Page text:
Complexity in a same-sex parenting story…

Complexity in a same-sex parenting story… Andréa and Colette in Dix Pour Cent with baby

Recently, two young women in Cork were pictured happily with new-born twins. Geraldine Rea and Niamh O’Sullivan were delighted with the babies and although Geraldine actually gave birth to the twins, both women will be registered as parents, under the Children and Family Relationships Act of 2015. They said it was a great step forward for LGBT equality.

Ethics are not a big feature of their practices”

It is absolutely not my place to judge the couple personally. I look back and see some of the failings I had as a mother, and it’s taught me never to criticise the conditions of anyone else’s situation. And I’ve also learned that the most surprising people can turn out to be excellent parents.

But stories can show some of life’s twists and turns, and a storyline emerged in the French Netflix comedy-drama Call My Agent which illuminated some of the complications arising from same-sex parenting.

Call My Agent – originally Dix Pour Cent in French – is hilarious, totally amoral, and cynically sophisticated in a very Parisian way. It’s the story of four talent agents who are partners in a show-biz agency. They backstab, manipulate, tell any amount of fibs, and double-cross whoever and whenever. Ethics are not a big feature of their practices. And yet, there’s a continual theme of actions begetting consequences in the narrative.

Andréa (Camille Cottin), a senior agent, is a showboating lesbian, and yet, in a crazy – and typically amoral, if farcical – episode she falls into bed with her financial boss, Hichem (Assaad Bouab). She’s appalled when she discovers, subsequently, that she’s pregnant. Abortion is never mentioned – it’s not a word often used in drama – but it’s implied by the declared intention of “not keeping it”. Still, Andréa, hard-bitten though she be, is in turmoil. And then an old girlfriend, Colette (Ophélia Kolb) comes back into her life, and persuades her to continue the pregnancy. They’ll be parents together.

And so the pregnancy proceeds, and when baby appears, predictably, everyone is smitten by the joy of new life. Andréa and Colette are preparing to register as co-parents when the biological father suddenly comes forward and says he wishes to be recognised as the sire. French law also allows for official ‘acknowledgement’ of a father, even when a same-sex couple wish to register as co-parents.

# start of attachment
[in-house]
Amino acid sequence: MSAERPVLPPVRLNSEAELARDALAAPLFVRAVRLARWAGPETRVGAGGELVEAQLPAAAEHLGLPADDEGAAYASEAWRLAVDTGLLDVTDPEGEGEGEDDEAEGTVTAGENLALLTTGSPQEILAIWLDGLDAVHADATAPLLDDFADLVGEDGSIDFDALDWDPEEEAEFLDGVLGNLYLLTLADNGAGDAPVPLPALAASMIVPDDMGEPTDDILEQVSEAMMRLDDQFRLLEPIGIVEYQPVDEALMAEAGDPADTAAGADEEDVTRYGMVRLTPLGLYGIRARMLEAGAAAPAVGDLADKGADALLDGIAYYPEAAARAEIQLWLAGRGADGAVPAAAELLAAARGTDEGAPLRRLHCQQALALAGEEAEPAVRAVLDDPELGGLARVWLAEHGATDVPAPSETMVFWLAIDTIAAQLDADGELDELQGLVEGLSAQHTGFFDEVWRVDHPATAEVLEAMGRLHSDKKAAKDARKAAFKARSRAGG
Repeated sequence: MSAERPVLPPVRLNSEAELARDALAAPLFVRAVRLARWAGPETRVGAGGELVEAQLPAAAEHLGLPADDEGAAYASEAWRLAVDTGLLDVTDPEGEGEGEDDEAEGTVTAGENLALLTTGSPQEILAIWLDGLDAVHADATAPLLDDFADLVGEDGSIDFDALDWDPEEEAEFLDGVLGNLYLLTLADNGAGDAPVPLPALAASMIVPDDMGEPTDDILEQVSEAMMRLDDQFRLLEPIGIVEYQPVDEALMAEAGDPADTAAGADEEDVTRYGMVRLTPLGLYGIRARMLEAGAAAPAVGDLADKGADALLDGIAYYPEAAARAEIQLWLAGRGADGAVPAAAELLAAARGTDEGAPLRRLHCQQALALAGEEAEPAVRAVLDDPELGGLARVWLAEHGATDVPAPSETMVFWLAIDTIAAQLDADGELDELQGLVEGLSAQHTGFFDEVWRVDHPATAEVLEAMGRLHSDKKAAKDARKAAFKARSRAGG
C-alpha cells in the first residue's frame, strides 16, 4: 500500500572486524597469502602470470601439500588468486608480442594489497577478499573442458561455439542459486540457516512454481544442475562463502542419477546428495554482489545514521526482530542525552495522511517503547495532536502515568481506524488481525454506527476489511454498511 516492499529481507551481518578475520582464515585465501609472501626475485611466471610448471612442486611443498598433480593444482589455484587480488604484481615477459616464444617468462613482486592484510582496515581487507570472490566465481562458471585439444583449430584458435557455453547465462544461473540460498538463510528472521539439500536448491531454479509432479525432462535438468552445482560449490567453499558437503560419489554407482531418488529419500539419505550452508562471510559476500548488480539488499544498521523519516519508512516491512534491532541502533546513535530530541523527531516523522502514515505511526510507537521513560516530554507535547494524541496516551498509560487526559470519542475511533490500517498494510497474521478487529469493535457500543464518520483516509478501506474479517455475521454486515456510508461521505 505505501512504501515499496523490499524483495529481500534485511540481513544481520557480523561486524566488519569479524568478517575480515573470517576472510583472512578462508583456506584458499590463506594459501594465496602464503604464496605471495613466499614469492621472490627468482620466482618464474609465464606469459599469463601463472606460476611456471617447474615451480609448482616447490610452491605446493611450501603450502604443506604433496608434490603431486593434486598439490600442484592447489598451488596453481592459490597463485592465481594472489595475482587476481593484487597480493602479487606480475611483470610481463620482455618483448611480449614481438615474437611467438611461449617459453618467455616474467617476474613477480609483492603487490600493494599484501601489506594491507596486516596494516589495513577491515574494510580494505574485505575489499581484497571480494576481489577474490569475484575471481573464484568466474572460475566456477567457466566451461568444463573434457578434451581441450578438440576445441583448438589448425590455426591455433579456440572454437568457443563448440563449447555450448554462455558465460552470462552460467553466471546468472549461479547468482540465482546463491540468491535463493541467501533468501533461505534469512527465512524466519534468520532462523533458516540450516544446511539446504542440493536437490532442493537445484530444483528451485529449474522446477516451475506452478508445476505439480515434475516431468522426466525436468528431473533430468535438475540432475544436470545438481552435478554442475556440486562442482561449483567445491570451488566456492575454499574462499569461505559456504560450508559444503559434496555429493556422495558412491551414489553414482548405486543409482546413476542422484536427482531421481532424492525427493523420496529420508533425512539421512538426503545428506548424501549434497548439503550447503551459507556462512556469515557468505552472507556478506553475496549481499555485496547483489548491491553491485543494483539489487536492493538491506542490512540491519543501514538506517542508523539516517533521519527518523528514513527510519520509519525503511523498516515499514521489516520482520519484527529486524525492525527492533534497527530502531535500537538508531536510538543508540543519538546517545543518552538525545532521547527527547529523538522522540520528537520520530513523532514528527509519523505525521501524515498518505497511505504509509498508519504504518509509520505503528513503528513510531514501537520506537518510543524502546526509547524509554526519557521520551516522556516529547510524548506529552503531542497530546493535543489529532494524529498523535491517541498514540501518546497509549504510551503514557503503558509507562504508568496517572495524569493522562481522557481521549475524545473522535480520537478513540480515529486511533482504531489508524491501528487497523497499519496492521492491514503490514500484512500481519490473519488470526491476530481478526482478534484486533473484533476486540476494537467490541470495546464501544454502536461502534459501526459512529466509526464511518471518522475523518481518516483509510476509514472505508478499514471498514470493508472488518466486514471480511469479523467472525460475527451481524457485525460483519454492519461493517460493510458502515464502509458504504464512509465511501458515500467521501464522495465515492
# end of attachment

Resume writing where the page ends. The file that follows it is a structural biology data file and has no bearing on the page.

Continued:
It’s the gay girlfriend, Colette, who is the key influence in persuading Andréa to continue the pregnancy”

You’d have to follow the drama to see the eventual outcome! But what the storyline illustrates is that there can be complexities, by virtue of the biological facts of conception, even when the law allows a same-sex couple to register as parents.

Yet there’s another irony in the narrative too. It’s the gay girlfriend, Colette, who is the key influence in persuading Andréa to continue the pregnancy. So, in a way, she has made a decisive contribution to bringing the baby girl to birth.


Praying the rain away

As it looks as though we’ll be doing a lot more meeting and eating out of doors this spring and summer, let’s hope for decent weather. And dining al fresco is a delightful Italian import. The French café tradition – where the cafeteria extends to the pavement – should be widely copied. I’d like to see city pavements turned over to tables from restaurants and cafeterias (with awnings in case of a shower). The German biergarten is altogether a jolly extension to a pub: it should surely be a standard feature of hospitality.

The boffins are now telling us that the healthiest place to be, when any virus is still in the air, is out of doors. Prof. Edward Lynch of West Cork has been saying, for ages, that ventilation is a major tool in anti-coronavirus measures. Fresh air blows away the little aerosols of the virus.

Interestingly, fresh air was also a condition of treating TB in times gone – sanatoriums had open-air wards.

So prayers for good weather to be invoked? The English (and somewhat waspish) Catholic novelist Evelyn Waugh always prayed to St Clare for fine days. Why St Clare should be the patron of clement weather isn’t quite clear: perhaps because the Poor Clares were originally a mendicant order and perforce spent much of the time in the open; or perhaps because of the connection with St Francis, and his embrace of nature. In any case, Evelyn Waugh claimed St Clare never let him down. So, here’s hoping!